Bone health

As we age, bones become less dense. This is particularly the case after menopause, due to the drop in oestrogen our bodies produce.

This increases the risk of osteoporosis, a condition where bones become fragile and easily broken. One in three women over 60 years old will have a bone fracture at some stage due to osteoporosis.

To minimise the risks of osteoporosis, calcium-rich foods should be a main part of your diet. There is debate as to how much calcium is needed as many factors affect how much calcium actually gets absorbed from food. However, women over 50 eating an average Western diet should eat at least three serves per day of dairy or other foods from the following list:

  • hard cheese, 30g (1 thick slice)
  • yoghurt, 1 tub (200ml)
  • milk, regular, reduced fat or skim, 250ml (1 glass)
  • calcium-fortified soy/ rice/almond milk, 250ml (1 glass)
  • ricotta cheese, 120g (1/2 cup)
  • tinned salmon or sardines if bones are eaten, 100g (1/2 cup)
  • firm tofu, 100g
  • almonds, 100g (1 cup)
  • tahini (sesame paste), 100g (1/2 cup).

Your body needs Vitamin D to absorb and use calcium. It may also have a wider role in contributing to your immune system and heart health. Only 5 to 10 per cent of vitamin D comes from food such as fatty fish, liver, eggs, margarine and some milks. Most is made in the skin when it is exposed to sunlight. Spending most of your time indoors, having darker skin or wearing concealing clothing increases your risk of having a lower level of vitamin D.

The following amount of sun exposure is suggested for moderately fair-skinned people to help maintain adequate vitamin D levels while limiting the risk of skin cancer (keep in mind that the UVB rays that help make vitamin D don’t pass through glass):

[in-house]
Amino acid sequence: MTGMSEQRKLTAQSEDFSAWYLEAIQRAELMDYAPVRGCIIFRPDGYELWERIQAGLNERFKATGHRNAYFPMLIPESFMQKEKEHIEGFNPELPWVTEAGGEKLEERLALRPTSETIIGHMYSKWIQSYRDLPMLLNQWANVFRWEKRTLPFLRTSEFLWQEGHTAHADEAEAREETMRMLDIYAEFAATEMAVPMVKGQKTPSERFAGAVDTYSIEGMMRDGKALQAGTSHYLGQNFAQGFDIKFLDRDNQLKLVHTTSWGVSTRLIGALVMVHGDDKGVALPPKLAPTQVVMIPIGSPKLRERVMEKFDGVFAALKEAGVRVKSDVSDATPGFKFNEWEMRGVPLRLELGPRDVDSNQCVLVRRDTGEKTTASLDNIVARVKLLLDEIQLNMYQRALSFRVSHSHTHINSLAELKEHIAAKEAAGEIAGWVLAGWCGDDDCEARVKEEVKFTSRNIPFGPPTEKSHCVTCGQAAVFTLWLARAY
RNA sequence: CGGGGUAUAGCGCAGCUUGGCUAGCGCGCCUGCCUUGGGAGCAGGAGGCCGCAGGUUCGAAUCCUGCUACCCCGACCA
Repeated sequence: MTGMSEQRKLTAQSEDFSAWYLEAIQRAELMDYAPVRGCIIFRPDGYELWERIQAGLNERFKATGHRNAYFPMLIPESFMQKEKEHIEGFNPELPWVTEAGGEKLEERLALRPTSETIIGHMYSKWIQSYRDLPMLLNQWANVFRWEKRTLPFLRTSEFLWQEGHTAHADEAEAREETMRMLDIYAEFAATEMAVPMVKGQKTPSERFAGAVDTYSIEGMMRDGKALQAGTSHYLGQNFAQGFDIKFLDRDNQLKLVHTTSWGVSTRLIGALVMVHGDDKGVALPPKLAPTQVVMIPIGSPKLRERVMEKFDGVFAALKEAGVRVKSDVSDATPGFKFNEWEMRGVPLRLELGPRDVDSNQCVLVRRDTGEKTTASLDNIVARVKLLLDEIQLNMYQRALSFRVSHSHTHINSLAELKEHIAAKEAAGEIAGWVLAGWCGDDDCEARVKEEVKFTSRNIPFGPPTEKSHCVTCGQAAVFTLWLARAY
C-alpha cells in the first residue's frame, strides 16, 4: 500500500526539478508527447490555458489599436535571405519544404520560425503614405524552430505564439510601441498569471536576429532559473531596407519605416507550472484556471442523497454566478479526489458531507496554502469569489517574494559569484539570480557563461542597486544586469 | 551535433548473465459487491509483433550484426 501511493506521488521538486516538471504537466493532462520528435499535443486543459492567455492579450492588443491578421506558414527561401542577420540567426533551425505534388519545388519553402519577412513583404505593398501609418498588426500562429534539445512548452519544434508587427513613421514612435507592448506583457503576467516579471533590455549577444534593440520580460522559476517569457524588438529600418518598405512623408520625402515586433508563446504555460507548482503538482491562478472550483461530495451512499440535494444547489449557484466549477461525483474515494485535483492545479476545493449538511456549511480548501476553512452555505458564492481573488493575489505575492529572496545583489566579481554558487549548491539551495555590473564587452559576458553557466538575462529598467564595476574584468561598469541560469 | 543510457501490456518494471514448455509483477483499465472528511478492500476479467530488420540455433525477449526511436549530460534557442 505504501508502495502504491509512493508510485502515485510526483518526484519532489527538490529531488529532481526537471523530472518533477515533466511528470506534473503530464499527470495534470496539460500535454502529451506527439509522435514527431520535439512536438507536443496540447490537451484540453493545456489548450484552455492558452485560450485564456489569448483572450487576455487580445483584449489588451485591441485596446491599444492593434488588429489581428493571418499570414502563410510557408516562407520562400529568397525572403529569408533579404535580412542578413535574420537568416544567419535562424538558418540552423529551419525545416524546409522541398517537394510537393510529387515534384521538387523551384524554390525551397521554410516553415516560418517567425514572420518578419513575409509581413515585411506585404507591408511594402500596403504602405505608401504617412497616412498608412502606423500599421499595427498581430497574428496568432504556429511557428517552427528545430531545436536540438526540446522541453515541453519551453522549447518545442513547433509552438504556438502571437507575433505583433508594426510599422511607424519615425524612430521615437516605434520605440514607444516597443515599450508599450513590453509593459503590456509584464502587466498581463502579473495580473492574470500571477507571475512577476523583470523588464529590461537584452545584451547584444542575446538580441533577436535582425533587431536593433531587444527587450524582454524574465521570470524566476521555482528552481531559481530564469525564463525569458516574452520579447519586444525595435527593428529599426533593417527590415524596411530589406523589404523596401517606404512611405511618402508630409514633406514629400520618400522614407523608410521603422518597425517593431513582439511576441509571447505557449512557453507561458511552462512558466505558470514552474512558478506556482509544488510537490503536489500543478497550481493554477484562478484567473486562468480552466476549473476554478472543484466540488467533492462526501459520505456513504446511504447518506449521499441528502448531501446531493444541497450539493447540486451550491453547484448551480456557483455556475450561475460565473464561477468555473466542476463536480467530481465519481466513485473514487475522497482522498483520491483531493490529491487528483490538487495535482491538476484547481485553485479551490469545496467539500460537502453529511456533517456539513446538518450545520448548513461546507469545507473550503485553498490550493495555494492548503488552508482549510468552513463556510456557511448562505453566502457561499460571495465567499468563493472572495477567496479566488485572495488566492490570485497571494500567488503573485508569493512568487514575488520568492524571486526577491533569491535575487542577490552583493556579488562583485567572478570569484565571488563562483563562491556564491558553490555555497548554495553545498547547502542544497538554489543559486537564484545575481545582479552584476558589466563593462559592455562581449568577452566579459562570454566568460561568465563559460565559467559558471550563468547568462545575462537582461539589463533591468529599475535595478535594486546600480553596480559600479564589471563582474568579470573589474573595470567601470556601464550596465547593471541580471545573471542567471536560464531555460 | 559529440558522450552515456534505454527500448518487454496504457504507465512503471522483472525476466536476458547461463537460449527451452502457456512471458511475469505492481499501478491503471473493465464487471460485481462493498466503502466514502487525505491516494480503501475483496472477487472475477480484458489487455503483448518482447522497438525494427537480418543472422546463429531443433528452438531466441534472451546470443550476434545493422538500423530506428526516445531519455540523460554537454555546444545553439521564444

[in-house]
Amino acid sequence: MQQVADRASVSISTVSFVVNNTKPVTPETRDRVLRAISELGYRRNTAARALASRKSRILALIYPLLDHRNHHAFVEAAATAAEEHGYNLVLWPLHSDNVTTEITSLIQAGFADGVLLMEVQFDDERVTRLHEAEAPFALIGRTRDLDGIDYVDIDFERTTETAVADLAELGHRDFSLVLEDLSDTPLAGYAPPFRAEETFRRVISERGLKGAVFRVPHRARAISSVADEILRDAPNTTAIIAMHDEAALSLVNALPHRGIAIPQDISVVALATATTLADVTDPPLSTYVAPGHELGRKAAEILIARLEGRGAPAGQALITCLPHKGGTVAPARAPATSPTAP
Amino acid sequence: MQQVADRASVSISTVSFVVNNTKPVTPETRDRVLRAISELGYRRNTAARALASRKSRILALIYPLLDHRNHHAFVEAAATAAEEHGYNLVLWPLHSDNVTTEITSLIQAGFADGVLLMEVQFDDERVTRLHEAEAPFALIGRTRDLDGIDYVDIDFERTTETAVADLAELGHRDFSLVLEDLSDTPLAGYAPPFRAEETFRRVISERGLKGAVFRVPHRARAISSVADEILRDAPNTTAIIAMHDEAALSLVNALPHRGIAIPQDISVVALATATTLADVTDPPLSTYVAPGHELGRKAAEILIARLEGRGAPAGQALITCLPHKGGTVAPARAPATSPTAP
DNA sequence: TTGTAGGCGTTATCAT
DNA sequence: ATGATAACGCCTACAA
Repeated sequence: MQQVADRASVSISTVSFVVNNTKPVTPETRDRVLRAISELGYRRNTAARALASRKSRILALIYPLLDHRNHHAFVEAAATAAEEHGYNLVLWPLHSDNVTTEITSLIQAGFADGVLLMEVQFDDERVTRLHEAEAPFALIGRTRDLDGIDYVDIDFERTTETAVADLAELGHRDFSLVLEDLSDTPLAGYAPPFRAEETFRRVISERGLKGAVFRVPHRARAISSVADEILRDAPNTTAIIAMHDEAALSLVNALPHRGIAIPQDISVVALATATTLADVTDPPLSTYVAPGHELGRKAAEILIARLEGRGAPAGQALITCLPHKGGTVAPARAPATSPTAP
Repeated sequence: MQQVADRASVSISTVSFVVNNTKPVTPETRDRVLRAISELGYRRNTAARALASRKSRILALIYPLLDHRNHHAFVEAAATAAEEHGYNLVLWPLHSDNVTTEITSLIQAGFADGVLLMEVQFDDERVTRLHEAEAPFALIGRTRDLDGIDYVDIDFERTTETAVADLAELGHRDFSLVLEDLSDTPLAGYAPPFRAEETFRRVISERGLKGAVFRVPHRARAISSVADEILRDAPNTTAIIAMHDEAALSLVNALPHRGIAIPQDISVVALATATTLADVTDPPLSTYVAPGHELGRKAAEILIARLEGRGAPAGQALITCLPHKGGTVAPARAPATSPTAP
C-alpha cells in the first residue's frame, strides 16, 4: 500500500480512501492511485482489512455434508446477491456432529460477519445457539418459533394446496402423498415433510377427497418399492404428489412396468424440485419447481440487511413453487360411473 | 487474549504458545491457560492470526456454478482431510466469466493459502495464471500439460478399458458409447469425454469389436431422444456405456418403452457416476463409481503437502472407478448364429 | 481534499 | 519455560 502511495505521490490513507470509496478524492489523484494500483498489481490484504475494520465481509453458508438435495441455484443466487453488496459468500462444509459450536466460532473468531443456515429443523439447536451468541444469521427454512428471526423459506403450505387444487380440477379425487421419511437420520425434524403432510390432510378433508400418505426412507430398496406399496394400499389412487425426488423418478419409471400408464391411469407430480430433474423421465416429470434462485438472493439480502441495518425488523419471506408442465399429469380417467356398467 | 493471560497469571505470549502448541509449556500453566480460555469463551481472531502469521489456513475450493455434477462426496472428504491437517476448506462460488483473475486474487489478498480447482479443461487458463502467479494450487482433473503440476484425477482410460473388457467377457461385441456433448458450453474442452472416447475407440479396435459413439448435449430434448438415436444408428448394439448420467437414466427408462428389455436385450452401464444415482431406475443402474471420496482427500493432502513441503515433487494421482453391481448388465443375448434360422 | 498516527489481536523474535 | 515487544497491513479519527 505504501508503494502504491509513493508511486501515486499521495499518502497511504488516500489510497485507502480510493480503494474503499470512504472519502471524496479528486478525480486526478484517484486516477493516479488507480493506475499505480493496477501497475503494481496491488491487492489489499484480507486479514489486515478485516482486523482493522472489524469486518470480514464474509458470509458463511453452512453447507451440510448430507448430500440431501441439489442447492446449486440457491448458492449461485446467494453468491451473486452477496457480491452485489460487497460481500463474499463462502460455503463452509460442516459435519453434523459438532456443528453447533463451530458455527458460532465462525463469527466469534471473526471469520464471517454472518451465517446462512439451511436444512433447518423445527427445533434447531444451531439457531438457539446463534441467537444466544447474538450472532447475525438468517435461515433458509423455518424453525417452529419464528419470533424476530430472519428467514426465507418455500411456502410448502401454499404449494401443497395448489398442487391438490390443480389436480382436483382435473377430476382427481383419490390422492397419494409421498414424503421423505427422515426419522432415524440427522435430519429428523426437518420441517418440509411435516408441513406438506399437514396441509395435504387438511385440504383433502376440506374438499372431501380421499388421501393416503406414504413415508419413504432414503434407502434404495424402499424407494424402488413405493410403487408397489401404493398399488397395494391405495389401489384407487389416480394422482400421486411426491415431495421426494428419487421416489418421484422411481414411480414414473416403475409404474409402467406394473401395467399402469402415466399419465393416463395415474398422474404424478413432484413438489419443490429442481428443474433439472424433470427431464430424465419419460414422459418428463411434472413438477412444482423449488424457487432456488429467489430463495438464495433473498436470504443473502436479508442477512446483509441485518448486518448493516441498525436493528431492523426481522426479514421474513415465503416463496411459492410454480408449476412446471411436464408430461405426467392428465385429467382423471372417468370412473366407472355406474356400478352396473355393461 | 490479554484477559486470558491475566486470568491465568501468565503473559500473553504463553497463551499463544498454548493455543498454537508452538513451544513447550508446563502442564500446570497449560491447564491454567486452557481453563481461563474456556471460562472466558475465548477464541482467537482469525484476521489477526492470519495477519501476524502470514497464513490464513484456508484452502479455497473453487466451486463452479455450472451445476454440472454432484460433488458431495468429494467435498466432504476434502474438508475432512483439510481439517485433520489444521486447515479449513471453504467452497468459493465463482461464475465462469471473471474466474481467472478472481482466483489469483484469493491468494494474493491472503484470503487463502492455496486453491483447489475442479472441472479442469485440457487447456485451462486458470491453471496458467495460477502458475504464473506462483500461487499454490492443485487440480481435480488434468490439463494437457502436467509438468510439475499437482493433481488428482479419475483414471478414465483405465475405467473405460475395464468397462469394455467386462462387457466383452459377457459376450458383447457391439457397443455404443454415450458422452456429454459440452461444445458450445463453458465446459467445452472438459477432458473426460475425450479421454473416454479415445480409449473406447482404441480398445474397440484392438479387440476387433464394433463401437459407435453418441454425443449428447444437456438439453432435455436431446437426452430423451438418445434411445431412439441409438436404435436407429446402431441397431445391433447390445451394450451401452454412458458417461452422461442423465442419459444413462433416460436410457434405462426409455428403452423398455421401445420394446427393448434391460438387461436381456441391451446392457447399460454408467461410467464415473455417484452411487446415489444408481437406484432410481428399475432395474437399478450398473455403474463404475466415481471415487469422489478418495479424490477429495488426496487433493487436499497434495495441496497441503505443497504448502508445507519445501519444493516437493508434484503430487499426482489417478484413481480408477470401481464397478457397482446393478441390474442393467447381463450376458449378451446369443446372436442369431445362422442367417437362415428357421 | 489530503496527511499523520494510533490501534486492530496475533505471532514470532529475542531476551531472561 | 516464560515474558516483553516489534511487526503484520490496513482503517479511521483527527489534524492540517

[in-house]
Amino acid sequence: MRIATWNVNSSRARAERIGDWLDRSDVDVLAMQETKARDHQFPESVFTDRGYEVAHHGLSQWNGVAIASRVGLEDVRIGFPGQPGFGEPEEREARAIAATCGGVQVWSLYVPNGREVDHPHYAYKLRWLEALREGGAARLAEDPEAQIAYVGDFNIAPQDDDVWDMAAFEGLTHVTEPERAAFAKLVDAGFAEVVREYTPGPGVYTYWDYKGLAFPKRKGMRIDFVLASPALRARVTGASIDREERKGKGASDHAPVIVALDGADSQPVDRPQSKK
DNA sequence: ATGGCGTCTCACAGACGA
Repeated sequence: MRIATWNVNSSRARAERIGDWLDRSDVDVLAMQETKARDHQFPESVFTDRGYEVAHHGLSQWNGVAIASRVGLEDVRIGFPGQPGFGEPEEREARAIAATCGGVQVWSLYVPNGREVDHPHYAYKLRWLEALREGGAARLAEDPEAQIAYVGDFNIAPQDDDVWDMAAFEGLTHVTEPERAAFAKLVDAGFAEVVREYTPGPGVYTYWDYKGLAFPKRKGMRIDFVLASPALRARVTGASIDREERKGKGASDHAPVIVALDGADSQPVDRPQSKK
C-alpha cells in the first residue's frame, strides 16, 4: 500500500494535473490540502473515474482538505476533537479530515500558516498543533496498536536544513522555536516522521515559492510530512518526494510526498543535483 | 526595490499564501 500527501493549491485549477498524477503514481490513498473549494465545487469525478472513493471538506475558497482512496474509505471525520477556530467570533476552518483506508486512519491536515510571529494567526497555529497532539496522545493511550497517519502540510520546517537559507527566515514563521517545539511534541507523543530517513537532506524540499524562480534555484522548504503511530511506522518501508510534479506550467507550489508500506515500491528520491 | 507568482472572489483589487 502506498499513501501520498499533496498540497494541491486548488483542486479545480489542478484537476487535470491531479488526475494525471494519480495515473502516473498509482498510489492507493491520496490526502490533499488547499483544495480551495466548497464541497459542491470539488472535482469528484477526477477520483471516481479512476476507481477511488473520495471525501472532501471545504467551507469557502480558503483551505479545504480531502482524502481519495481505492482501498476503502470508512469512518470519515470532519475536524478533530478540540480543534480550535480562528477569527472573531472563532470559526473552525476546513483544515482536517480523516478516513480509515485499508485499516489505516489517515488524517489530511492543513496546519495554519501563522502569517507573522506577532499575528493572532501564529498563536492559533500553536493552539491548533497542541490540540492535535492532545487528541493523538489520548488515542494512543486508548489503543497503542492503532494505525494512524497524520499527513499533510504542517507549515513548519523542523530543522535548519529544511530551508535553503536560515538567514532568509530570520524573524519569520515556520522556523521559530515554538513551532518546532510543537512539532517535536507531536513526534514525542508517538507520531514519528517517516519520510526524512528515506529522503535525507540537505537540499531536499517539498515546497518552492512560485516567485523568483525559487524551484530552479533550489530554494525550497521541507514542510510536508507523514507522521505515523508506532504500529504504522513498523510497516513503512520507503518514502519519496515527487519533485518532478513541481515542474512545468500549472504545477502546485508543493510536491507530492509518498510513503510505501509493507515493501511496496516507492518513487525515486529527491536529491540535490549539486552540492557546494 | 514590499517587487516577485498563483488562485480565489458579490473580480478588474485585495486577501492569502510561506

• in summer, six to seven minutes with arms uncovered at mid-morning or mid-afternoon
  • in winter, seven minutes at noon in the northern states of Australia, or up to 30 minutes in the southern states.

People with dark skin may need three to six times more exposure as their skin pigment reduces UV light absorption.


Share this page

Disclaimer

The Women’s does not accept any liability to any person for the information or advice (or use of such information or advice) which is provided on the Website or incorporated into it by reference. The Women’s provide this information on the understanding that all persons accessing it take responsibility for assessing its relevance and accuracy. Women are encouraged to discuss their health needs with a health practitioner. If you have concerns about your health, you should seek advice from your health care provider or if you require urgent care you should go to the nearest Emergency Dept.

One gift to the Women's will benefit many Make a donation today